Marijuana Ban Enforcement Could Be Back on, says Sean Spicer. Will Online Gambling Be Next?

Posted on: February 25, 2017, 12:00h. 

Last updated on: February 25, 2017, 10:50h.

The Trump administration’s preparedness to crackdown on recreational marijuana use could have ominous overtones for regulated online gambling in the US.

Sean Spicer warns of marijuana crackdown
Sean Spicer expects “greater enforcement” of the federal ban on recreational marijuana usage, a stance that may also have uneasy repercussions for the regulated online gambling sector in the US. (Image: WH.gov live stream)

On Thursday, White House Press Secretary Sean Spicer fired a warning shot to the eight states that have decriminalized the use of the drug recreationally, emphasizing that they shouldn’t expect the leniency exercised by the previous government.

“There’s a big difference between the medical marijuana and recreational marijuana… When you see something like the opioid addiction crisis blossoming around so many states, the last thing we should be doing is encouraging people,” Spicer told reporters. “There is still a federal law we need to abide by in terms of when it comes to recreational marijuana and other drugs of that nature.”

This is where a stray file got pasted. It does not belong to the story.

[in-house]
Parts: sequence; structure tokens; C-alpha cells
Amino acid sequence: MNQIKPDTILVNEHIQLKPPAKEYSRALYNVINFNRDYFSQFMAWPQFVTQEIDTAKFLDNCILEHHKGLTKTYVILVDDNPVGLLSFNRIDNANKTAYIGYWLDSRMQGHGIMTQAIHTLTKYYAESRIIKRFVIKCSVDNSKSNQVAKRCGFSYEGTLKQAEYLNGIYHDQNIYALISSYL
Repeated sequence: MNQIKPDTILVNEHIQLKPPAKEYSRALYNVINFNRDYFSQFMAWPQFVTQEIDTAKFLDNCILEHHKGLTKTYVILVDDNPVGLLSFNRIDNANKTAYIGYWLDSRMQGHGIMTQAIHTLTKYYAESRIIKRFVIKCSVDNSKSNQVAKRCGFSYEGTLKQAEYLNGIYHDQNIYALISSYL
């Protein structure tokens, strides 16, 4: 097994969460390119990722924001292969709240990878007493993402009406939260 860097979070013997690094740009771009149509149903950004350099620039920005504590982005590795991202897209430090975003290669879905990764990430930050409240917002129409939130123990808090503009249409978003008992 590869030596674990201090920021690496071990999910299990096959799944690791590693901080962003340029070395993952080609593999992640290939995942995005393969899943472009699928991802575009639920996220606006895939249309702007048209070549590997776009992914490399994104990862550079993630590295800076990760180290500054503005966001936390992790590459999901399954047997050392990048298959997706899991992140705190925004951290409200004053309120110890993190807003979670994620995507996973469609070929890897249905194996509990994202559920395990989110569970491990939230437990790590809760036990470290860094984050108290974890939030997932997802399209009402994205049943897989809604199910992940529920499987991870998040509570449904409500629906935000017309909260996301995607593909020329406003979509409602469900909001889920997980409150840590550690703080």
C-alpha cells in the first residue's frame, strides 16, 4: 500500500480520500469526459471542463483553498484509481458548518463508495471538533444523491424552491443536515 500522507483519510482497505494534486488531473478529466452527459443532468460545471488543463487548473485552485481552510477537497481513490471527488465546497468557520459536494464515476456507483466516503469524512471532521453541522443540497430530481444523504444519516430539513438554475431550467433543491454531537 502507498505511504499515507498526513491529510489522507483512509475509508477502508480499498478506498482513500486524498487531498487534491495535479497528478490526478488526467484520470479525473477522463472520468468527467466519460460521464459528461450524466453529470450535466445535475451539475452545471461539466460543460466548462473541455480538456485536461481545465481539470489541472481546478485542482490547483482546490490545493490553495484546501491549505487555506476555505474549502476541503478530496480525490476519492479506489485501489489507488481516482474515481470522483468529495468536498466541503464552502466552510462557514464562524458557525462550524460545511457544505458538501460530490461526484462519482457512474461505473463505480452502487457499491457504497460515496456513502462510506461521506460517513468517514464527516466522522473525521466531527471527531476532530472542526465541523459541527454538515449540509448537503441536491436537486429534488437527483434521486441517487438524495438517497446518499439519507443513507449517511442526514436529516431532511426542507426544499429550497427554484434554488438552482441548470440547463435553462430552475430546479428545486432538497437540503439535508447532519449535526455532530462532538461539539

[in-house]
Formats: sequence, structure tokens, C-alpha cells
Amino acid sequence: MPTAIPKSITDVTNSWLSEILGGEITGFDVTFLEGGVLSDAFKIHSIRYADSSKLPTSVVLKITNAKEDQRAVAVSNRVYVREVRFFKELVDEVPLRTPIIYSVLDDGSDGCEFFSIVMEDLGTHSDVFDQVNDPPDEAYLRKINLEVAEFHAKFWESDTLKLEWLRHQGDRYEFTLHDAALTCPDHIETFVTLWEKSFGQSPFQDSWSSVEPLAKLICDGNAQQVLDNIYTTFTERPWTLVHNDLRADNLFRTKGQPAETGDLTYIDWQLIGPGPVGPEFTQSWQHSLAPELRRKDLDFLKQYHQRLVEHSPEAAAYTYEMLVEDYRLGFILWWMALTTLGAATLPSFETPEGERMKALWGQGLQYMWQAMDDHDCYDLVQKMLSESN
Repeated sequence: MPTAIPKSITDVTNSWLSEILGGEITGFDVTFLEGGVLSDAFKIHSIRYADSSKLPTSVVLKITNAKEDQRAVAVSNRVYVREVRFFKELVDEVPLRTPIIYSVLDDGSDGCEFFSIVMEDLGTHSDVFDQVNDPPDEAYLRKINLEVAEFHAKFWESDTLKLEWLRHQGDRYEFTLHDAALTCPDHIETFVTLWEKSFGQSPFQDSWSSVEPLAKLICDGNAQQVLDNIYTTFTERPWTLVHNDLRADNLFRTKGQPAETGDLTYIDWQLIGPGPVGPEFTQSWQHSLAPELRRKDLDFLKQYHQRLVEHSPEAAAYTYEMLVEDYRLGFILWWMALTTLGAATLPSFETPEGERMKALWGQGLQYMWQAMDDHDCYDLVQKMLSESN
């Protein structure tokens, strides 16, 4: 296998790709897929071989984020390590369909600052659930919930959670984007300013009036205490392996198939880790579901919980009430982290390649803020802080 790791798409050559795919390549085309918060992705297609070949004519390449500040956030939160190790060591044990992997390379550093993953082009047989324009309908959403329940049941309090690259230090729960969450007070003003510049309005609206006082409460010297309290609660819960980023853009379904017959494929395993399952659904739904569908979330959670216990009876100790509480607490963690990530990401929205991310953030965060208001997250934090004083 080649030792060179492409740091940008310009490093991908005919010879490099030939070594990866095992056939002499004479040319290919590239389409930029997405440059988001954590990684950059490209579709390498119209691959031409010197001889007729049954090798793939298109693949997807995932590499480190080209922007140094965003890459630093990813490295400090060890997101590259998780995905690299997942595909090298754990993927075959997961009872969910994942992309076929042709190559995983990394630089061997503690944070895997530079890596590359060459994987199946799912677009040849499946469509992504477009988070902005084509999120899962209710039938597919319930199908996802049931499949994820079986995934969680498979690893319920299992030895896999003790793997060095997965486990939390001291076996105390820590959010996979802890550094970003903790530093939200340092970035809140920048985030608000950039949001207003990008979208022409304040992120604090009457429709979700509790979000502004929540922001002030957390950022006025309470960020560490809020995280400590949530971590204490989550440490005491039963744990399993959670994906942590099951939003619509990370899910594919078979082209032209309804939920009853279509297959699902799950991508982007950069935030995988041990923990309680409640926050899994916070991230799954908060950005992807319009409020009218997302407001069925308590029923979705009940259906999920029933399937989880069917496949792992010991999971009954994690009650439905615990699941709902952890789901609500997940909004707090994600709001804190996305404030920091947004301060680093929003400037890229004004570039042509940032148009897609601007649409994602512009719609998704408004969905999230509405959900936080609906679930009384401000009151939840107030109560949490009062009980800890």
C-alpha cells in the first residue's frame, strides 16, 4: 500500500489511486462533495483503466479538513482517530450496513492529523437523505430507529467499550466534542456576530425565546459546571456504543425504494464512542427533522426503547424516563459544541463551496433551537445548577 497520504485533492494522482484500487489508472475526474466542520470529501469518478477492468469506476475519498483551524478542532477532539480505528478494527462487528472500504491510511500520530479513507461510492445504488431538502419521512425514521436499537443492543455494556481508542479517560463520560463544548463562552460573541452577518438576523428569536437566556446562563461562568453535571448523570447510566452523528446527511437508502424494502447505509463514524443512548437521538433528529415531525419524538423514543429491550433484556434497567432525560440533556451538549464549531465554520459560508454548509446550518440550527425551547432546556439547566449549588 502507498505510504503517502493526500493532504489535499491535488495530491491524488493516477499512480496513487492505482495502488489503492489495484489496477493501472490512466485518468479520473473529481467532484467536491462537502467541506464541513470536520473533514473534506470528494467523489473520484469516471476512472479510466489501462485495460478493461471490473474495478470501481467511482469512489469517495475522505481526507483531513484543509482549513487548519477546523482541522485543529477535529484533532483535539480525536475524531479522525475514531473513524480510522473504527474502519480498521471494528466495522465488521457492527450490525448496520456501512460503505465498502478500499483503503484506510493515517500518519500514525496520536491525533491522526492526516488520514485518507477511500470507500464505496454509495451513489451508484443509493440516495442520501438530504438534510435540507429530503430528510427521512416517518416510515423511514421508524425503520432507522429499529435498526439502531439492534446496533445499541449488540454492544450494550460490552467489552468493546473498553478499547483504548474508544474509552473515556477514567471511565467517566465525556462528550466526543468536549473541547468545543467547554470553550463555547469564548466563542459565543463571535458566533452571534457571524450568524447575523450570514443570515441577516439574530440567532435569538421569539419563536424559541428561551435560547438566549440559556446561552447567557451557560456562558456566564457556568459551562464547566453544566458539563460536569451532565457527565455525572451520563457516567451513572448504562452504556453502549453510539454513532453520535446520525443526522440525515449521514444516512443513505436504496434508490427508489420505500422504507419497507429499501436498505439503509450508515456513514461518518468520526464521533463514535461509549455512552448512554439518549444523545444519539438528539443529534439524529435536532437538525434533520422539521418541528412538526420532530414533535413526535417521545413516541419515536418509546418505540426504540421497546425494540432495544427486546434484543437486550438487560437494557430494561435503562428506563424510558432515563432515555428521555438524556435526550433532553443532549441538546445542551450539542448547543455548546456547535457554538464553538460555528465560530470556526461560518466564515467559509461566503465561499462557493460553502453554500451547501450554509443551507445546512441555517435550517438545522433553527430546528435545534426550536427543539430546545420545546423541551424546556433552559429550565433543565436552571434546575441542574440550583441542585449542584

Pot Laws Relaxed

While a federal prohibition does indeed remain in place, the Obama administration issued an administrative policy ending federal raids related to marijuana usage in states with “robust regulation.” Then, in 2014, it prohibited the DEA from using federal funds to pursue medical marijuana operations that exist legally under state laws.

The relaxation of the enforcement of the federal ban on marijuana emboldened numerous states to legalize the medical and recreational usage of the drug.

Similarly, the Obama administration’s 2011 opinion that the Federal Wire Act prohibits online sports betting alone, paved the way for New Jersey, Nevada and Delaware to legalize and regulate online poker and casino gaming.

Asked whether the marijuana states could be the target of renewed federal enforcement, Spicer said it’s a question for the DOJ, but added: “I do believe that you’ll see greater enforcement.”

Smoking Sessions

Trump’s controversial attorney general, Jeff Sessions, had made his stance on marijuana clear. “Good people don’t smoke marijuana,” he has said. He has also allegedly said he used to think the KKK were OK until he learned they smoked marijuana, later clarifying that this was “a joke.”

Sessions has also professed himself to be “shocked” on the 2011 Department of Justice opinion on the Wire Act, when quizzed about it during his confirmation hearing.  

Asked whether he would revisit the opinion, he said he would. “I will make a decision on it based on careful study,” he added pragmatically. “I haven’t gone that far to give you an opinion today.”

It’s hard to know how far the new administration would go to provoke the states that have legalized recreational marijuana. Spicer recently said the government is pro states’ rights when it comes to ending the Obama administration’s federal protection of transgender people’s right to use facilities based on gender identity.

This championing of states’ rights doesn’t appear to extend to recreational marijuana, and whether or not it extends to online gambling is still unclear.